3. Great post! Although I don’t currently suffer from this problem, I may later on in life; I’m only 32. As a cyclist and a runner, I found this very helpful.

  4. lisa, thanks so much for your honest and open post. sometimes i feel like…what else could fall apart!! this is definitely an annoying aging health issue. i often wonder if the constant hormonal fluctuations have an influence. it seems to be up and down and not always predictable. again, thank you for sharing your experience with us and thank you barbara for urging us all on to share!

  5. Lisa, Thanks so much for writing this post! Lots of women have benefited from reading this info in the last few days, and will continue to as it pops up on google searches on the topic.

  6. Thank you Barbara, for asking me to write about it. I’d never have done so on my own.
    My son commented in an email to me- I hope he posts it– important to see that men need to understand!

    • Oh I hope he comments. I get very few comments from men. Tell him he’ll get brownie points from menopausal women everywhere (probably NOT on his A list of exciting activities!)

  7. Thank you, Lisa, for this great eye-opening post. And thank you, Barbara, for inviting Lisa to share her story.

    Not only is it so incredibly important to let women know they are not “the only one,” but the information you shared is invaluable.

    We know we should be doing our kegels (reminder right here: https://friendfortheride.wordpress.com/2012/05/01/m-2/) but it’s also important, like you said, Lisa, to not ignore the leakage problem or chalk it up to getting old. I didn’t know there was a solution. Again, thank you for sharing that information with us. Now I can pass it on to my friends who have hinted (yes, it’s still an embarrassment issue) at the fact that they are leaking.

    I also didn’t know about the incidence of urinary tract infections in teachers, but it makes sense. Here’s another concern – my granddaughter, who is 10, was getting frequent UTI… at 10. Seemed a bit odd, until she told her mother that she wasn’t going to the bathroom at school, at all, not even once. Good LORD! She didn’t feel she had enough time between classes and was definitely not going to raise her hand to be excused during class.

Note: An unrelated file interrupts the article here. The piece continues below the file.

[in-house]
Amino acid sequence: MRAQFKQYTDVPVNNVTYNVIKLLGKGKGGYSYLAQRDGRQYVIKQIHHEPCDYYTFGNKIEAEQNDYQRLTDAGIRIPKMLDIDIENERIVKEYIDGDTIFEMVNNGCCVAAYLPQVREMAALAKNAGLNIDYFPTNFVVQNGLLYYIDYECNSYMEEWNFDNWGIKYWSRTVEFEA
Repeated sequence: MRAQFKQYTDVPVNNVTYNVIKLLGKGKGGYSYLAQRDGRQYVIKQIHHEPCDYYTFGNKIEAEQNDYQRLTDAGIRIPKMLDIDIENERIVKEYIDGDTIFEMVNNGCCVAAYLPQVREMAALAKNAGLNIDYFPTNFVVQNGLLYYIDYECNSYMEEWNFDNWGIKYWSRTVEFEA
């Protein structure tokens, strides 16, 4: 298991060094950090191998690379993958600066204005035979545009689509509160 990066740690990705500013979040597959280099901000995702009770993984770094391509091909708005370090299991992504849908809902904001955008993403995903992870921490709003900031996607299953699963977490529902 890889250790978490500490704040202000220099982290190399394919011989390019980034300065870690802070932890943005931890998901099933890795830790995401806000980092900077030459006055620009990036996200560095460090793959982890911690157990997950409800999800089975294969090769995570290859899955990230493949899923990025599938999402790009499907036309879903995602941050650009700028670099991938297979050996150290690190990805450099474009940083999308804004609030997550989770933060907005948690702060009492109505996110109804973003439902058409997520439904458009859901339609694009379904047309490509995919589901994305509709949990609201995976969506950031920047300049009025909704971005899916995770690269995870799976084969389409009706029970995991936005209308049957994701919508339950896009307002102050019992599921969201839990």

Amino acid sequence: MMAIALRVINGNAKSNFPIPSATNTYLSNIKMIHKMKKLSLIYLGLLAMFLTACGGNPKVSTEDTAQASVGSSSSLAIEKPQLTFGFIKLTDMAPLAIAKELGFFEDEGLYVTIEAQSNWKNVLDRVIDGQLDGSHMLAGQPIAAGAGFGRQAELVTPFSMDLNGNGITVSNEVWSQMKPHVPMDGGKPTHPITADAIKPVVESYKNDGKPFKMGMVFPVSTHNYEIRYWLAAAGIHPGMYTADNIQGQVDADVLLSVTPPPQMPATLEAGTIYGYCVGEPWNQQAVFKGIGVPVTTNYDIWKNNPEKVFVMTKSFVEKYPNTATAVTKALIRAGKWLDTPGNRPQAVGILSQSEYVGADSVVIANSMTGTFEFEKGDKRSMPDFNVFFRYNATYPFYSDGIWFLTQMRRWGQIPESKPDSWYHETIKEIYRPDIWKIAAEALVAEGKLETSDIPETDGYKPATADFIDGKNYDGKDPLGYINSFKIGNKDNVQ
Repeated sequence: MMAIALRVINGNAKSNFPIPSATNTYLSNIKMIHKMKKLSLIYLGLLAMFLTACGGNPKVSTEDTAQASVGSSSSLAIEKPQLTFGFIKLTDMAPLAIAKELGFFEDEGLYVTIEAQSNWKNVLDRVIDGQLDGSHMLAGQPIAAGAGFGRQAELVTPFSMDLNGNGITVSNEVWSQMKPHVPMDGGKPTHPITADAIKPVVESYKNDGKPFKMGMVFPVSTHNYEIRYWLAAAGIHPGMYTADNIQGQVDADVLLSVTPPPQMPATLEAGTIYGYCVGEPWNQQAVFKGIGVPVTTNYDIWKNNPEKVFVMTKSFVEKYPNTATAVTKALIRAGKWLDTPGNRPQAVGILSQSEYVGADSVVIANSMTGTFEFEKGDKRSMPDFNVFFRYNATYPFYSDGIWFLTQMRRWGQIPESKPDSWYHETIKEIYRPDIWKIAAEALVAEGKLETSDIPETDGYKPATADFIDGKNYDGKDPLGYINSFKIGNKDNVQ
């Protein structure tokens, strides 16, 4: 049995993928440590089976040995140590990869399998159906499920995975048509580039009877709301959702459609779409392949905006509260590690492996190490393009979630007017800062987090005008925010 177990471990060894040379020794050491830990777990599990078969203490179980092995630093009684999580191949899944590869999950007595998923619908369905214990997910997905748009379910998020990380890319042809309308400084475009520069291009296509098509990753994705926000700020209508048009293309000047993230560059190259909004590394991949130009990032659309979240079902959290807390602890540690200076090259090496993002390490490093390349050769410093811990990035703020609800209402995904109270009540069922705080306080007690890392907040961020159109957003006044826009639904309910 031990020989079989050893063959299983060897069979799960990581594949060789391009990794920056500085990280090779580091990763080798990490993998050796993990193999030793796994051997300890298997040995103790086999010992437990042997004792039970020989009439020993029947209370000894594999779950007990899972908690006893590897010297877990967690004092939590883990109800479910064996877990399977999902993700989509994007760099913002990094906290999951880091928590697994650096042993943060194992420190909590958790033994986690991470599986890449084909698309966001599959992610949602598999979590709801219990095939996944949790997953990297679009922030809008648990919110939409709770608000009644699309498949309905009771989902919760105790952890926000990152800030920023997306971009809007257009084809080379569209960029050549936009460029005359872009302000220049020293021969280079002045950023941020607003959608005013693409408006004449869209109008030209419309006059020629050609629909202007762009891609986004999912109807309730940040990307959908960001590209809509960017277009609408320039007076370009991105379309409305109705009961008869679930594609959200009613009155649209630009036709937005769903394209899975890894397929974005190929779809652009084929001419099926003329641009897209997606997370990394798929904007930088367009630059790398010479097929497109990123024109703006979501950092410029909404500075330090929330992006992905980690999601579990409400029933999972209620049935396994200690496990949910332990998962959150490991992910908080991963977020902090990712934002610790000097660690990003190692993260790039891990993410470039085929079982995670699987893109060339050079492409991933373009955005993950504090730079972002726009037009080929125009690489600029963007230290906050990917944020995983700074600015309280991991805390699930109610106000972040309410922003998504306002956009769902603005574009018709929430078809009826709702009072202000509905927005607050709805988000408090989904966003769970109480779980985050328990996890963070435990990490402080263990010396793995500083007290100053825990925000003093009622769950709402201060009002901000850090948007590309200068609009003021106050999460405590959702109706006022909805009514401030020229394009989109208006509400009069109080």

So, my daughter went to the school and had a talk with the teacher, telling her how concerned she was about this and the whole health issue situation. The teacher was very understanding and instituted her own policy to allow kids to exit her classroom without raising their hand to ask for permission (or be tardy a few minutes) without reprimand if they needed to use the bathroom. Oftentimes, the departing or tardy kid isn’t even noticed BUT if they raise their hand, they draw attention to themselves. I thought it was wise of my daughter to go to the teacher rather than try to convince my granddaughter to go pee when she needed to!

    My granddaughter even took her mother’s advice and started going pee at home on a more regular basis to retrain her bladder, and took it upon herself to set a timer for 1 hour and every time it goes off, she heads for the bathroom. Amazingly, she found out she actually could go pee AND she felt better. Since this all happened, the incidence of UTI has been zero. She no longer goes potty on a timer, but she’s learned how important it is. Good training for a girl to have, don’t you think?

    Okay, TMI? Maybe. But as you pointed out, we need to talk about what’s happening with our bodies so we can try to fix the problem and not just accept it. Thanks again, Lisa, for your candid and informative post.

    • This is a huge problem for teachers. In most schools, you can’t just let kids leave when they need to- – I always found it so humiliating that kids had to ask to go to the bathroom but until I knew the kids, I couldn’t allow them to go without asking— some just wanted to get out of class and could get into trouble in the halls.

      • There is that. I suppose it is hard to maintain control, especially if a few kids figure out how to game the system and skip out. I called my daughter and asked if she knew how the teacher handled the control issue. She said the kids pick up a ‘hall pass’ on the way out and have to show it to the hall monitor, who is a teacher’s aide, and they write the time down on it. Then they have to show it again to get back into the class. I guess it’s been working, so far.